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Wednesday, February 3, 2016

Macklemore and White Privilege

 The new Macklemore song is about Black Lives Matter. It is about cultural appropriation. It is about Hip-Hop and the place of people like Macklemore and white people as a whole in the context of racism and Black Lives Matter.

To borrow a line from Andrew Jackson Jihad, "I am white and I've got everything I need."

If there was one line that could get to the heart of a large portion of the conflict of this song it would be that one. Macklemore is well aware of his privilege and his, as well as other white artists (Elvis, Iggy Azeala, Miley, etc.) ability to co-op an entire culture and what that means. In the fictional narrative of this song Macklemore is confronted by a fan, the middle-class white crowd he speaks to and everything that Macklemore loves and appreciates about hip-hop is long on this person.

Throughout this song, Macklemore is conflicted. It's clear he understands how he benefited from his privilege. At one point he even states it. It's also clear that Macklemore is unsure of what to do. On one hand, this is the culture that has inspired him and allowed him to become who he is, even if that means building off the inherent, institutional racism that America was founded upon. On the other hand, Macklemore worries about how he will be perceived. He argues with himself, unable to deal with the fact that he may be looked at as a leech, cashing in on the struggles of a group of people.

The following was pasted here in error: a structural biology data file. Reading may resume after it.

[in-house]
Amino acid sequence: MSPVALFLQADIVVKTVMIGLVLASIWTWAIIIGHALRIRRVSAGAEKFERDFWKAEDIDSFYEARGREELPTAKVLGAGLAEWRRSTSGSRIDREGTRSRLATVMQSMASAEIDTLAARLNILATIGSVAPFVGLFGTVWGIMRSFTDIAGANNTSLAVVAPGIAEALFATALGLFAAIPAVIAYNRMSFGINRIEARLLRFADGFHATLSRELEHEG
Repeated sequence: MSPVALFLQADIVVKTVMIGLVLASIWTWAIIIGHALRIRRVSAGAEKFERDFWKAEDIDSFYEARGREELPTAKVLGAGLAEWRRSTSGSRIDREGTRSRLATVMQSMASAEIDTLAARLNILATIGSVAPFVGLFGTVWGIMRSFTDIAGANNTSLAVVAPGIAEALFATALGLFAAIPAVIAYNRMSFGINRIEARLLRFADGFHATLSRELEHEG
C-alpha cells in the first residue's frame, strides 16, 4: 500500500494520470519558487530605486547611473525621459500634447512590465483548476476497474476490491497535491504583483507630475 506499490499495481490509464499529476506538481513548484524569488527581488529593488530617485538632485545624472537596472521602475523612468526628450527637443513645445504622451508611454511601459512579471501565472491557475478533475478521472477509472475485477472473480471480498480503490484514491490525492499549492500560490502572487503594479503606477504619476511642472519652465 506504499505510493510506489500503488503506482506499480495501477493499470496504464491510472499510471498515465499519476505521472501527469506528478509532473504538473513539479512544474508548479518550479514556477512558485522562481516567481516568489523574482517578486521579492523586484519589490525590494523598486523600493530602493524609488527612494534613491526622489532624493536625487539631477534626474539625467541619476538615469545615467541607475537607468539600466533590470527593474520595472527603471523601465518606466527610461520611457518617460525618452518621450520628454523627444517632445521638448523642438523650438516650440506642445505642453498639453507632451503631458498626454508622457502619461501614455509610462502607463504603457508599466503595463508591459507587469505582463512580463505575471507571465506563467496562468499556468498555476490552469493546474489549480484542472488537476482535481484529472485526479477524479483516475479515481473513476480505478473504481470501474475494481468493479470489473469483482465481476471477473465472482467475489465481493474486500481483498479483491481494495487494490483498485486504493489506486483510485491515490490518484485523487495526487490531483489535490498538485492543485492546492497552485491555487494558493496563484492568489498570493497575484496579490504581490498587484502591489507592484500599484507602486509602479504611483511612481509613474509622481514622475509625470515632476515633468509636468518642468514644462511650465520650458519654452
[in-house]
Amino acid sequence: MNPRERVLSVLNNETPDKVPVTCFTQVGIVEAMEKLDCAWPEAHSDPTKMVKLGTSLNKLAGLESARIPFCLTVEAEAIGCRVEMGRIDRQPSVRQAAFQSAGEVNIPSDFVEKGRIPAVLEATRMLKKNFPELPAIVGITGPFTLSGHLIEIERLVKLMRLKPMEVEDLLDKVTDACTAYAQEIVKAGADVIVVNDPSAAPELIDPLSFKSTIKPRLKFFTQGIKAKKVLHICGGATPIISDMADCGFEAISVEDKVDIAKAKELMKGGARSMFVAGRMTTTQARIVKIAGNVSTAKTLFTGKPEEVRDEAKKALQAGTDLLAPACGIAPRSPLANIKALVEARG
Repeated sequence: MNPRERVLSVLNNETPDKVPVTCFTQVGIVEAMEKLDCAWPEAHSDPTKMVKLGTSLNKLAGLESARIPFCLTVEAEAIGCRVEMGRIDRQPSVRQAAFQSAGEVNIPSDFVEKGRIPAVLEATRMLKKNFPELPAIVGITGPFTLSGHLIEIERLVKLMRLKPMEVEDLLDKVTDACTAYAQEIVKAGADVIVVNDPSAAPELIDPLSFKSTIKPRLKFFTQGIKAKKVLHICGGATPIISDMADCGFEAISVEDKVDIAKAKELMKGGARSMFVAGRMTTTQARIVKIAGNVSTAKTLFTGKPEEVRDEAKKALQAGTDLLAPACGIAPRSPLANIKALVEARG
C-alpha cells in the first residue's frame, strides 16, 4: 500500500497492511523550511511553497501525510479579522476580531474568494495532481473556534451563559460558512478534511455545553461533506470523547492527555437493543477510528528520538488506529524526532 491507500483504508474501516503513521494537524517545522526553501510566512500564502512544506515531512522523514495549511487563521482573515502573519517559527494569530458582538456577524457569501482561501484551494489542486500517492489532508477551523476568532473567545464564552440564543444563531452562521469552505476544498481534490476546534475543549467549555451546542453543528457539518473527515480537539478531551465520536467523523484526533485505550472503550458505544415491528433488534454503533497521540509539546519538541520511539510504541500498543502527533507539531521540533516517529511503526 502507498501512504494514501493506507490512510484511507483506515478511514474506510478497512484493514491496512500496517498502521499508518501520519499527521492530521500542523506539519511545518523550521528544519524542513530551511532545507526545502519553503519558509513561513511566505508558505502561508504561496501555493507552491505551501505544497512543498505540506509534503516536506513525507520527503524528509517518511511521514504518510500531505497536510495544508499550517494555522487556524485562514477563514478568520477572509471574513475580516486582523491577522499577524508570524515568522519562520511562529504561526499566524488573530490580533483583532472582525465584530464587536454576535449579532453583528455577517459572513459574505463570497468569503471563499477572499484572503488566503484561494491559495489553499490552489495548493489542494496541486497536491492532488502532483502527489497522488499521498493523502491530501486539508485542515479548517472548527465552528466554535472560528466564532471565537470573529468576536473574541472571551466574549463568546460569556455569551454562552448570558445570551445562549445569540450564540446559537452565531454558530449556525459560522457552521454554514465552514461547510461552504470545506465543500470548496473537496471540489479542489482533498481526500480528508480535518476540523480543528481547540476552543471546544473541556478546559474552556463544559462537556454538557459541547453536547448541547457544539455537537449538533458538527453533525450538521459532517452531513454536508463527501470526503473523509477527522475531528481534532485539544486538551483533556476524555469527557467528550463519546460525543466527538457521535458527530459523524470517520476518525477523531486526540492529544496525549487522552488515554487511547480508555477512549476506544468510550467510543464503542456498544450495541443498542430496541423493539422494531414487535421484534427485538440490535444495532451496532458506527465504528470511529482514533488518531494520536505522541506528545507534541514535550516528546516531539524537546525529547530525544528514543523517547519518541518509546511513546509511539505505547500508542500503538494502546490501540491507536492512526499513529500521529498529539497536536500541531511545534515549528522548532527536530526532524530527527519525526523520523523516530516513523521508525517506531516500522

This may seem whiny. It may even seem like Macklemore is distracting from the argument. That he is trying to make this whole issue of racism about him, the very thing he seems so frightened about. However, we need only look at the bridges between verses in which Macklemore complies clips and bits of people saying things for and against Black Lives Matter. These are here to make the listener uncomfortable. Between these bits and the words, we are supposed to be confronted with an honest fact that, the big issue is that people are either too busy trying to manage their own image to get involved or they have their head so far up their own asses that they vomit out dumb shit, ("What, I've got an advantage because I'm White?" "People today are pussies, this is the generation of getting offended").

Macklemore knows full well that this is a problem. He even knows that, though he himself loves the culture and desires justice, he is part of the problem. His very privilege and status in the American music scene make him a powerful voice, but also one that may be seen as putting forth empty sentiment to sell records.

The conclusion that Macklemore comes to is that between his love of hip-hop, a genre he finds inherently political, and his privilege, he is left with no choice but to speak out against the racism that he sees in the world and use his power to support Black Lives Matter instead of being so worried about his image.

The answer is clumsy. It isn't a solution to all the problems and, to put it bluntly, it is very personal. This isn't the best answer. However, Macklemore does provide an insight into a big, and terrilbly complex problem. Macklemore shows on this track that he is thoughtful and not afraid to compromise his fame for the sake of what he believes in.